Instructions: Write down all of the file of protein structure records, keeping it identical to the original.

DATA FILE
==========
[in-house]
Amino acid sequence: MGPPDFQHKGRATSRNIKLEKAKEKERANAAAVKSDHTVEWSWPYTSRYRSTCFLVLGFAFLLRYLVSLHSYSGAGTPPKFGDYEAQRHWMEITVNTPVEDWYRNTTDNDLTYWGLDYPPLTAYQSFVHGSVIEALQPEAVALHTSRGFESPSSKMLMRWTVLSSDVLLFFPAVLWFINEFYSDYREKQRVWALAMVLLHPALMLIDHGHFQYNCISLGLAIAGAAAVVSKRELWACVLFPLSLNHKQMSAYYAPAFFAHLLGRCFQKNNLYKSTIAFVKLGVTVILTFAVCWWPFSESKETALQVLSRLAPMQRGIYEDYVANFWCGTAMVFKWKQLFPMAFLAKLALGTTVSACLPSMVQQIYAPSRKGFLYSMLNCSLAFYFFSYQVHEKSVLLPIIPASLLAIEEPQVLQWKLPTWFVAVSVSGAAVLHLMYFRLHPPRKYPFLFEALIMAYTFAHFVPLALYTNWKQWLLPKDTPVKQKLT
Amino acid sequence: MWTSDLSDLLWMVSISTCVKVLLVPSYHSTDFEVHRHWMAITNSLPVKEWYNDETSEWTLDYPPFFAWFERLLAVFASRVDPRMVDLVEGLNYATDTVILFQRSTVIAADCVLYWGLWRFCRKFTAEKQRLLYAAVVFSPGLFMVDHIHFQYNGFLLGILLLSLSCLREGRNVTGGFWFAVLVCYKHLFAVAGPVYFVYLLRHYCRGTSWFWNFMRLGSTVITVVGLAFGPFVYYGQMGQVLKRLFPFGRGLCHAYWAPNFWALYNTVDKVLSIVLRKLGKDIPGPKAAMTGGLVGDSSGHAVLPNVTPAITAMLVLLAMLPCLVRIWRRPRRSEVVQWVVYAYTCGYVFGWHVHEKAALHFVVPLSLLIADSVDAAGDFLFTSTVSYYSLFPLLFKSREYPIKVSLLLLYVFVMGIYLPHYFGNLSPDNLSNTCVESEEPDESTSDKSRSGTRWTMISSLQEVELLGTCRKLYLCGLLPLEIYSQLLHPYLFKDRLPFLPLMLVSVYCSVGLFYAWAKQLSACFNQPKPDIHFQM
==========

[in-house]
Amino acid sequence: MGPPDFQHKGRATSRNIKLEKAKEKERANAAAVKSDHTVEWSWPYTSRYRSTCFLVLGFAFLLRYLVSLHSYSGAGTPPKFGDYEAQRHWMEITVNTPVEDWYRNTTDNDLTYWGLDYPPLTAYQSFVHGSVIEALQPEAVALHTSRGFESPSSKMLMRWTVLSSDVLLFFPAVLWFINEFYSDYREKQRVWALAMVLLHPALMLIDHGHFQYNCISLGLAIAGAAAVVSKRELWACVLFPLSLNHKQMSAYYAPAFFAHLLGRCFQKNNLYKSTIAFVKLGVTVILTFAVCWWPFSESKETALQVLSRLAPMQRGIYEDYVANFWCGTAMVFKWKQLFPMAFLAKLALGTTVSACLPSMVQQIYAPSRKGFLYSMLNCSLAFYFFSYQVHEKSVLLPIIPASLLAIEEPQVLQWKLPTWFVAVSVSGAAVLHLMYFRLHPPRKYPFLFEALIMAYTFAHFVPLALYTNWKQWLLPKDTPVKQKLT
Amino acid sequence: MWTSDLSDLLWMVSISTCVKVLLVPSYHSTDFEVHRHWMAITNSLPVKEWYNDETSEWTLDYPPFFAWFERLLAVFASRVDPRMVDLVEGLNYATDTVILFQRSTVIAADCVLYWGLWRFCRKFTAEKQRLLYAAVVFSPGLFMVDHIHFQYNGFLLGILLLSLSCLREGRNVTGGFWFAVLVCYKHLFAVAGPVYFVYLLRHYCRGTSWFWNFMRLGSTVITVVGLAFGPFVYYGQMGQVLKRLFPFGRGLCHAYWAPNFWALYNTVDKVLSIVLRKLGKDIPGPKAAMTGGLVGDSSGHAVLPNVTPAITAMLVLLAMLPCLVRIWRRPRRSEVVQWVVYAYTCGYVFGWHVHEKAALHFVVPLSLLIADSVDAAGDFLFTSTVSYYSLFPLLFKSREYPIKVSLLLLYVFVMGIYLPHYFGNLSPDNLSNTCVESEEPDESTSDKSRSGTRWTMISSLQEVELLGTCRKLYLCGLLPLEIYSQLLHPYLFKDRLPFLPLMLVSVYCSVGLFYAWAKQLSACFNQPKPDIHFQM